A perspective from Oregon’s mid-Willamette Valley

Albany traffic crashes: The top spots

Written February 1st, 2019 by Hasso Hering

Geary Street and Salem Avenue shortly after 3 p.m. on Jan. 30. The intersection was tied for the most collisions last year.

The latest annual report of the Albany Police Department might cause drivers to avoid certain intersections because of their crash history. But of course they’re on the main thoroughfares, so avoiding them would be hard.

Except for an uptick from 2015 to ’17, traffic collisions per 1,000 residents have been on a downward trend in Albany for the last 20 years. Last year colllisions reported to the police numbered 9.33 per 1,000 residents. (Considering the population of 50,200 or so, that ratio would suggest about 485 crashes for the year.)

Most of those caused only property damage, if that. As for injury crashes, the Albany ratio has been below 2 per 1,000 residents for the last two years. Thankfully, the ratio of fatal crashes was lower still, less than 0.1 per 1,000 residents. There were two fatal collisions in 2018.

Now to the intersections. The top five locations for traffic crashes in 2018:

Geary Street and 14th Avenue, and Geary and Salem Avenue, were tied for the lead with 12 collisions each.

The next three intersection all saw 11 crashes each during the year. They were Geary and Pacific Boulevard, Santiam Boulevard and Waverly Drive, and Santiam and Clay Street.

Of the five leaders in the Albany collision derby, the corner of Geary and Salem stands out because it’s the only one without traffic signals. Why? Presumably because it doesn’t justify signals because of traffic volume and other reasons. One complicating factor is that it’s very near two railroad crossings over multiple tracks.

As for those five intersections, we may not be able to avoid them because they are the key to getting around town. But let the crash reports be a reminder, when going through there, to be especially aware. (hh)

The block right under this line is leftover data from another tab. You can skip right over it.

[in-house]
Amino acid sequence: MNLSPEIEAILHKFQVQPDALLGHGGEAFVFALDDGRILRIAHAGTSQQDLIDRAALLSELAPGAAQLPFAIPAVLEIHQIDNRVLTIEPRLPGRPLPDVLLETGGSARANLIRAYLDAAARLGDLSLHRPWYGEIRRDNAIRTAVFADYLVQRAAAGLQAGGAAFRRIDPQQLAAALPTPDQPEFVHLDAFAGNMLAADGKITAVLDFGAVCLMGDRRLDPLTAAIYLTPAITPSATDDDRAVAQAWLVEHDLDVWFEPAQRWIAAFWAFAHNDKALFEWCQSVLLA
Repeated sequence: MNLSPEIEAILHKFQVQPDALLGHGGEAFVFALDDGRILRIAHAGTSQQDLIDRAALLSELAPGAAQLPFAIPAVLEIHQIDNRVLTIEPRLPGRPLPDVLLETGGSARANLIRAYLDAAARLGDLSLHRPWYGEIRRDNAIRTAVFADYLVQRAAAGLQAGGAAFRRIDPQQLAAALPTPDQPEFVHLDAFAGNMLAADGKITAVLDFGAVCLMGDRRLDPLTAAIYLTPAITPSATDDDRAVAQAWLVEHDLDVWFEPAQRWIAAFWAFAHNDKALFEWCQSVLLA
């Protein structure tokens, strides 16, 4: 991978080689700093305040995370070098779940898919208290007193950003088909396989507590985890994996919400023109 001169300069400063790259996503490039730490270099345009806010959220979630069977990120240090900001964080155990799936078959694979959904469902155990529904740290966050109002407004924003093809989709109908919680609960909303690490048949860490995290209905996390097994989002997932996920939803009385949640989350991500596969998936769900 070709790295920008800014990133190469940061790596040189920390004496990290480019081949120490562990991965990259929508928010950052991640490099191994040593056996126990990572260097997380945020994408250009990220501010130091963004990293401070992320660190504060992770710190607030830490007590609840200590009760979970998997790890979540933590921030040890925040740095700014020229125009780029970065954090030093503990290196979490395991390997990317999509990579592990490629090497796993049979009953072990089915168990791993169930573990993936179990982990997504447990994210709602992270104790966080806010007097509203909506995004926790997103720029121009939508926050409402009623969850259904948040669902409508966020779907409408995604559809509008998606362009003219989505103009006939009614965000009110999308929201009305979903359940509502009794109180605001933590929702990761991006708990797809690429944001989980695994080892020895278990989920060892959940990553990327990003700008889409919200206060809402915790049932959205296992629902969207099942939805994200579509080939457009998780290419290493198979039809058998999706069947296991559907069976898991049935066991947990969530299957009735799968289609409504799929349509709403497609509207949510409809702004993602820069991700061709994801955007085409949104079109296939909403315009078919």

One response to “Albany traffic crashes: The top spots”

  1. Jmaes Engel says:

    It is the same with firearms. There must be the human factor involvement to make a death/injury. The autos will remain dormant until a HUMAN takes control & thru lackness, inattention, carelessness, & a “I don’t give a damn” attitude a collision (aka death) happens. Lemme tell you about the “Bermuda Triangle” of the old intersection of Pacific Blvd, and Santiam in the early years. Daily, yes daily fender benders happened there. Did we kill as many horses way back then as we do autos now!!??


HH Today: A perspective from Oregon’s mid-Willamette Valley
Albany Albany City Council Albany council Albany downtown Albany Fire Department Albany housing Albany parks Albany Planning Commission Albany police Albany Post Office Albany Public Works Albany riverfront Albany Station Albany streets Albany traffic Albany urban renewal Andy Olson Benton County Benton County parks bicycling bike lanes Bowman Park Bryant Park Calapooia River CARA City of Albany climate change coronavirus COVID-19 Cox Creek path Crocker Lane cumberland church cycling Dave Clark Path Daylight saving time downtown Albany Edgewater Village global warming gun control Highway 20 Interstate 5 Kitzhaber Linn County marijuana medical marijuana Millersburg North Albany Road North Albany Village Obama ODOT OreGo Oregon coast Oregon legislature Oregon passenger rail Pacific Power Portland & Western Republic Services Riverside Drive Santiam Canal Talking Water Gardens Tom Cordier Union Pacific urban renewal Water Avenue Willamette River

Copyright 2020. All Rights Reserved. Hasso Hering.
Website Serviced by Santiam Communications
Do NOT follow this link or you will be banned from the site!